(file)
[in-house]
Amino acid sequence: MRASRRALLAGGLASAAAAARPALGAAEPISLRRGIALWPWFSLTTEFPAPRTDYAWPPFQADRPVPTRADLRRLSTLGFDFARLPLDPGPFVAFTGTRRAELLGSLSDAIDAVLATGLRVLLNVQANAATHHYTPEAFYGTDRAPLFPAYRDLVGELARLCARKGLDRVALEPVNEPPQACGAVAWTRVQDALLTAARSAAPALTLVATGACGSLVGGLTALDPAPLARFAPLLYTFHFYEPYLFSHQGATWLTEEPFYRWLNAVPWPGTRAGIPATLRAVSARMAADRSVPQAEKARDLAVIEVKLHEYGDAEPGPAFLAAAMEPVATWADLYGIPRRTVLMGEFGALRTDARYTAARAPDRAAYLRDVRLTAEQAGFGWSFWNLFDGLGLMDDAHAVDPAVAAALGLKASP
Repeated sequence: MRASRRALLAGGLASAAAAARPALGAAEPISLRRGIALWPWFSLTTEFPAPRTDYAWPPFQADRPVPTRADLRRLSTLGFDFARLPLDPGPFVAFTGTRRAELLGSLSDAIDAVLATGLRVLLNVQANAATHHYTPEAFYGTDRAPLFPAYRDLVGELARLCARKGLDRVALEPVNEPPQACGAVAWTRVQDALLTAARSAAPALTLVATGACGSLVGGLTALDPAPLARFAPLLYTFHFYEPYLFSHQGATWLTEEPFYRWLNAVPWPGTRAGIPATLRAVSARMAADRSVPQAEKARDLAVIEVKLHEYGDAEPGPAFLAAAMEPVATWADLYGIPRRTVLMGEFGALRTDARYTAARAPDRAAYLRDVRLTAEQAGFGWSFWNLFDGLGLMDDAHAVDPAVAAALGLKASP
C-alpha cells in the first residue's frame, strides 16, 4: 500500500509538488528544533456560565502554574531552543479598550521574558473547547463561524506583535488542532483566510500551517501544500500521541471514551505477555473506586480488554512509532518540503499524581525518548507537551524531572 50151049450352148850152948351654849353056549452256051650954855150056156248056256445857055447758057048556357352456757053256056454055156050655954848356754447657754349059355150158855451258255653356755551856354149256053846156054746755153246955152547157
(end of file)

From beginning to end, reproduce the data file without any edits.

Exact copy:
[in-house]
Amino acid sequence: MRASRRALLAGGLASAAAAARPALGAAEPISLRRGIALWPWFSLTTEFPAPRTDYAWPPFQADRPVPTRADLRRLSTLGFDFARLPLDPGPFVAFTGTRRAELLGSLSDAIDAVLATGLRVLLNVQANAATHHYTPEAFYGTDRAPLFPAYRDLVGELARLCARKGLDRVALEPVNEPPQACGAVAWTRVQDALLTAARSAAPALTLVATGACGSLVGGLTALDPAPLARFAPLLYTFHFYEPYLFSHQGATWLTEEPFYRWLNAVPWPGTRAGIPATLRAVSARMAADRSVPQAEKARDLAVIEVKLHEYGDAEPGPAFLAAAMEPVATWADLYGIPRRTVLMGEFGALRTDARYTAARAPDRAAYLRDVRLTAEQAGFGWSFWNLFDGLGLMDDAHAVDPAVAAALGLKASP
Repeated sequence: MRASRRALLAGGLASAAAAARPALGAAEPISLRRGIALWPWFSLTTEFPAPRTDYAWPPFQADRPVPTRADLRRLSTLGFDFARLPLDPGPFVAFTGTRRAELLGSLSDAIDAVLATGLRVLLNVQANAATHHYTPEAFYGTDRAPLFPAYRDLVGELARLCARKGLDRVALEPVNEPPQACGAVAWTRVQDALLTAARSAAPALTLVATGACGSLVGGLTALDPAPLARFAPLLYTFHFYEPYLFSHQGATWLTEEPFYRWLNAVPWPGTRAGIPATLRAVSARMAADRSVPQAEKARDLAVIEVKLHEYGDAEPGPAFLAAAMEPVATWADLYGIPRRTVLMGEFGALRTDARYTAARAPDRAAYLRDVRLTAEQAGFGWSFWNLFDGLGLMDDAHAVDPAVAAALGLKASP
C-alpha cells in the first residue's frame, strides 16, 4: 500500500509538488528544533456560565502554574531552543479598550521574558473547547463561524506583535488542532483566510500551517501544500500521541471514551505477555473506586480488554512509532518540503499524581525518548507537551524531572 50151049450352148850152948351654849353056549452256051650954855150056156248056256445857055447758057048556357352456757053256056454055156050655954848356754447657754349059355150158855451258255653356755551856354149256053846156054746755153246955152547157